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Inequality Divides Members of Congress from Their Constituents

Only rich people need apply (photo: Dave Reid, flickr)

The LA Times writes about a shifting message for the 2012 election campaign, which the President will employ but which will also undoubtedly get taken up by the rest of the Democratic ticket. They will position their party as the defenders of the middle class.

“This isn’t just about recovering from this recession,” said a senior advisor to Obama, one of several who spoke on condition of anonymity because they were not authorized to speak publicly about internal White House discussions. “This is about saving the middle class from a decline that’s been going on for three decades.”

Obama began to highlight the shift this month, and it may already have helped him when combined with a somewhat warmer economy and Republican disarray. Public approval of the president, which in late summer had fallen below 40% in at least one major poll, has now approached 50% in several surveys.

“It’s a much stronger position than where he was before,” said Democratic pollster Stanley Greenberg. In a closely divided electorate, shifting by a few points “matters substantially, and it reflects a sustained change in the narrative” from Obama. Talking about the “state of the middle class” connects with voters in a way that discussing the “state of the recovery” doesn’t, he said.

It’s certainly a better frame than “Winning the Future.” And it’s good that, inside the article, White House advisers acknowledge that focusing on the budget deficit was a grave mistake. But it’s going to be hard to sustain given the messengers. You don’t have to come from the middle class to champion it. FDR taught us that. But income inequality has stratified so much, and so distinctly, that it has become clear that the man and woman on the street and our elected officials are living in two different countries.

Between 1984 and 2009, the median net worth of a member of the House more than doubled, according to the analysis of financial disclosures, from $280,000 to $725,000 in inflation-adjusted 2009 dollars, excluding home ­equity.

Over the same period, the wealth of an American family has declined slightly, with the comparable median figure sliding from $20,600 to $20,500, according to the Panel Study of Income Dynamics from the University of Michigan.

The comparisons exclude home equity because it is not included in congressional reporting, and 1984 was chosen because it is the earliest year for which consistent wealth statistics are available.

The reasons for this are manifold. First, campaigns now cost an inordinate amount of money. Campaigning is no longer a two-month sprint but a two-year perpetual cycle, and sometimes you need to run multiple times for Congress to make it. This puts your entire life on hold, as well as the life of your family, and without a massive safety net – as well as self-funding in many cases – you can’t pull it off. Second, those with access to wealth also have greater access to the wealthy, the men and women who fund modern campaigns.

But the reason why this is so dangerous is that the experience of the wealthy bears no resemblance to the lived experience of the mass of the electorate. Of the 534 current members of Congress, only 18 of them responded to a survey from the New York Times asking if they had close friends or family who lost their job or their home in the Great Recession. And of the 18, only 9 of them said they did. The reason John Edwards succeeded as much as he did, despite the obvious disparity between his personal wealth and the core issues he spoke about, is because the Two Americas theme has a deep resonance for anyone who lives in this country. In fact, the wall has been built between those Two Americas, and those on the wrong side have little hope of scaling that wall.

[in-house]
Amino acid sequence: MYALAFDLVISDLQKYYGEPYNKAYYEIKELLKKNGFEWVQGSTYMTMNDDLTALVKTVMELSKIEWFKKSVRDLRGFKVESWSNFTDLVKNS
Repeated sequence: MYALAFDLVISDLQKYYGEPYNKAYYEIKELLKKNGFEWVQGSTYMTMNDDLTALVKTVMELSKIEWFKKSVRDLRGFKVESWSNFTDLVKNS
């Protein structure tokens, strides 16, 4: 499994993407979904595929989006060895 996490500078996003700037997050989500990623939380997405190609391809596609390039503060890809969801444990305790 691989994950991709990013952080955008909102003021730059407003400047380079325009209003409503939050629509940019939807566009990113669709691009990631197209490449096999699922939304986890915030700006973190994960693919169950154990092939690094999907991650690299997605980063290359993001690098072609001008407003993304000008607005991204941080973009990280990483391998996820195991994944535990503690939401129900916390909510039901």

There are some truths so hard to face, so ugly and so at odds with how we imagine the world should be, that nobody can accept them. Here’s one: It is obvious that a class system has arrived in America — a recent study of the thirty-four countries in the Organization for Economic Cooperation and Development found that only Italy and Great Britain have less social mobility. But nobody wants to admit: If your daddy was rich, you’re gonna stay rich, and if your daddy was poor, you’re gonna stay poor. Every instinct in the American gut, every institution, every national symbol, runs on the idea that anybody can make it; the only limits are your own limits. Which is an amazing idea, a gift to the world — just no longer true. Culturally, and in their daily lives, Americans continue to glide through a ghostly land of opportunity they can’t bear to tell themselves isn’t real. It’s the most dangerous lie the country tells itself.

More than anything else, class now determines Americans’ fates. The old inequalities — racism, sexism, homophobia — are increasingly antiquated. Women are threatening to overwhelm men in the workplace, and the utter collapse of the black lower middle class in the age of Obama — a catastrophe for the African-American community — has little to do with prejudice and everything to do with brute economics. Who wins and who loses has become simplified, purified: those who own and those who don’t.

You can forgive the American public for becoming a little jaded about this state of affairs, and for not believing that their representatives, who represent the 1% more often than the 99%, won’t advocate for them in the halls of Congress. In fact, those representatives increasingly don’t even know what it’s like to be one of their many constituents.

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David Dayen

David Dayen